I think that there are several issues here that are not being
First, there is a strong movement afoot in American today that
favors searching out locally made/grown/etc. products, from
appliances to agricultural goods. It is the Locavore movement, at
least as far as food is concerned. I am most assuredly part of this
movement, belonging to a CSA farm (community supported agriculture),
and trying hard to focus that attitude on everything else I have to
buy, for many reasons, not the least of which is that shipping from
"away" is costly; and re: foodstuffs, locally grown food arrives at
the stores ripe and ready. Not easy today, but mostly possible.
I believe that this attitude has colored this discussion. We DO want
to purchase products that are made in our respective countries, and
this seems to be an especially strong motivation in the U. S. There
is a major problem with this attempt. we are living in a world that,
at least at the level of consumer goods (and the Internet), is
without borders. We can buy anything from anywhere and we generally
do, sometimes without knowing where the stuff is made.
And that brings me to second issue. We, at least in the U. S., do
like to be informed about the products we buy, and our import
regulations do specify that anything that is imported into the U. S.
must be labeled as to the country of origin (I am aware of one
’craftsperson’ whose employees remove those labels from carved
wooden objects, and replace them with his. but that’s another
story). We ask for transparency, so that, if we so choose, we can
avoid products made anywhere else than the U. S., or made in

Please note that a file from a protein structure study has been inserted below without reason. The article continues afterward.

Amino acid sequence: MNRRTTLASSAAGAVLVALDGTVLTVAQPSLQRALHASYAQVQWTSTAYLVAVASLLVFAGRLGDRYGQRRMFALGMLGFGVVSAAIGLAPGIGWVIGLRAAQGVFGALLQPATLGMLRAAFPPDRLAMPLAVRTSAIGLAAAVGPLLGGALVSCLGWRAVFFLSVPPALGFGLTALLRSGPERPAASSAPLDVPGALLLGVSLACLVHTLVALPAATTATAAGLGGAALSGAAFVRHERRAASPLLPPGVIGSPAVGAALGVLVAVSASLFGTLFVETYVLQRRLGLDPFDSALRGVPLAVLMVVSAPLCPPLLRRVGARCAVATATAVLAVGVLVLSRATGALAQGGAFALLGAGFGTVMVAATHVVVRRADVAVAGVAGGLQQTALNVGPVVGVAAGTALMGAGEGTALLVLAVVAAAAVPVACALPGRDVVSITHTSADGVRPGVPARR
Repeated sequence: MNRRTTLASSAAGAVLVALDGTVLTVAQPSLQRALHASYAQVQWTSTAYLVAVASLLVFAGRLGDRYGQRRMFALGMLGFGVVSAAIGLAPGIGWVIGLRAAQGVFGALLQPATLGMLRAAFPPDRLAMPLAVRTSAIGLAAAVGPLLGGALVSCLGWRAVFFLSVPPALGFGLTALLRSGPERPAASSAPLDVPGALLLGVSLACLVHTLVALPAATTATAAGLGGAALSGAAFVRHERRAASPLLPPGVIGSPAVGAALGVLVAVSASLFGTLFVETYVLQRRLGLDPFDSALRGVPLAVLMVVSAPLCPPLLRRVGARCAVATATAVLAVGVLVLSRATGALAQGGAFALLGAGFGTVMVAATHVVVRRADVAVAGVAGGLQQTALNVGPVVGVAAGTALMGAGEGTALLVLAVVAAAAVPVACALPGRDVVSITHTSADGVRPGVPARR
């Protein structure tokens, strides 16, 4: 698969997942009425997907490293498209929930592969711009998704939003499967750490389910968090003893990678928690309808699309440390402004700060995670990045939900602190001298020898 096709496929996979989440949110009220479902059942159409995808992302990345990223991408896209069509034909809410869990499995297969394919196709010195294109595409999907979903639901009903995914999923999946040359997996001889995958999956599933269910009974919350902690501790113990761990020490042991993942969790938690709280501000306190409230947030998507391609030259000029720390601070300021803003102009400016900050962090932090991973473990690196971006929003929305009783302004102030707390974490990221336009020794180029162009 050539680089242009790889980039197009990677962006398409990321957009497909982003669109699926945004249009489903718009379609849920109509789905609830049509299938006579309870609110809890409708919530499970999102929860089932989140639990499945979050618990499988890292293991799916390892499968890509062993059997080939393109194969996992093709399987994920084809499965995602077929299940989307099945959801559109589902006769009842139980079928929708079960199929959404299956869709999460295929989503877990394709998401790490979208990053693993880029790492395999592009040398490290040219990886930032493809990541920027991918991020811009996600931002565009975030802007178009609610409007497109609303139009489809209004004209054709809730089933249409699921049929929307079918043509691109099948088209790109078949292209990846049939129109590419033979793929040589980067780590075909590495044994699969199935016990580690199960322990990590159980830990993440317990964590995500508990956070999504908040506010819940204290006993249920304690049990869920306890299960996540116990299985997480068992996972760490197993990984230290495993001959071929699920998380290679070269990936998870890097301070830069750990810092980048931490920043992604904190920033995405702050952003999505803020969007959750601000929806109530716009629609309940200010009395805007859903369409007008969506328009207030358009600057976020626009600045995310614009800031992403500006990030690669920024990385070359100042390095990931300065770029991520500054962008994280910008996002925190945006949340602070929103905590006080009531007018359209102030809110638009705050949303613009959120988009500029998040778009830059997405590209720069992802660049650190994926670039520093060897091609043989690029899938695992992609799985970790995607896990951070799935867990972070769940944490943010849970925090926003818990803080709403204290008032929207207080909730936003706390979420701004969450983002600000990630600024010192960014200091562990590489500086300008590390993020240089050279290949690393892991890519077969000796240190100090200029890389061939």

countries whose poor labor practices, inferior product quality or
carelessness with the environment are abhorrent to us, or for any
other reason of our choice. We value those suppliers who are
transparent re: country of origin.
And finally, the perception, again at least in the U.S., is that
products currently coming from China have been produced using poor
labor practices, inferior product quality, and carelessness with the
environment. If there is anyone on this forum living in China
currently who would like to add a comment here, now would be the
However, there are other countries like Thailand, though Thailand is
certainly not along in this practice, where slave labor is used to
make exportable products, like India, where rampant
industrialization is polluting the country’s air and soil quality,
and on and on and on. My sense is that the U. S. has been a rather
efficient educator to the rest of the world in the business of
making stuff with no regard to the environmental or human damage.
That, of course, is a whole other rant. And we, in the U. S. are
equally good at making really poorly made dreck.
The thing to hope for is that Stuller, and other suppliers,
hopefully have good enough quality control and due diligence to make
certain that the product being imported is (1) the actual quality
described by the manufacturer; (2) is not being made using slave
labor or any other practice that takes unfair advantage of the labor
force; and (3) that the manufacturing facility is not adding to air,
water, or ground pollution. And, yes, I know that’s a lot to ask of
a supplier, but isn’t that what we actually are asking for when we
whine and rant and bitch about wanting to know where a product is
made? Isn’t that what we should be asking for?
And just to answer the question from another thread, “Jewellery” is
the correct spelling for “Jewelry” in many countries other than the
United States. I’m just sayin’.